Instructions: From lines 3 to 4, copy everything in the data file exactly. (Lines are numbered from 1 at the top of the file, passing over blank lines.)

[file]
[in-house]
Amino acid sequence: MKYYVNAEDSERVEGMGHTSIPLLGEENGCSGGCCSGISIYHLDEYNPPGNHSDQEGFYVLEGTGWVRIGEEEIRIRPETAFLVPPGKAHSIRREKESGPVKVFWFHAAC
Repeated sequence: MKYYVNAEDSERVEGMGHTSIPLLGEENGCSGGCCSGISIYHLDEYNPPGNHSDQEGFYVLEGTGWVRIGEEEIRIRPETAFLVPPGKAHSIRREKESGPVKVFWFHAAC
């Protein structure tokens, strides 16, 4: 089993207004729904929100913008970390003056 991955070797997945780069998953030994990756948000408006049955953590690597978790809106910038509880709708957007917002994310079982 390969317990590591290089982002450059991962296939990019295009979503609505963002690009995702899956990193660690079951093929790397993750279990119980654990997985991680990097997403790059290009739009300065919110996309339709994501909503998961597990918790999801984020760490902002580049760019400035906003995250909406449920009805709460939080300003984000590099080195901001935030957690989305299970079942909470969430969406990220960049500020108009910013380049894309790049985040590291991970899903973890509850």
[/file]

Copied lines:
Repeated sequence: MKYYVNAEDSERVEGMGHTSIPLLGEENGCSGGCCSGISIYHLDEYNPPGNHSDQEGFYVLEGTGWVRIGEEEIRIRPETAFLVPPGKAHSIRREKESGPVKVFWFHAAC
């Protein structure tokens, strides 16, 4: 089993207004729904929100913008970390003056 991955070797997945780069998953030994990756948000408006049955953590690597978790809106910038509880709708957007917002994310079982 390969317990590591290089982002450059991962296939990019295009979503609505963002690009995702899956990193660690079951093929790397993750279990119980654990997985991680990097997403790059290009739009300065919110996309339709994501909503998961597990918790999801984020760490902002580049760019400035906003995250909406449920009805709460939080300003984000590099080195901001935030957690989305299970079942909470969430969406990220960049500020108009910013380049894309790049985040590291991970899903973890509850």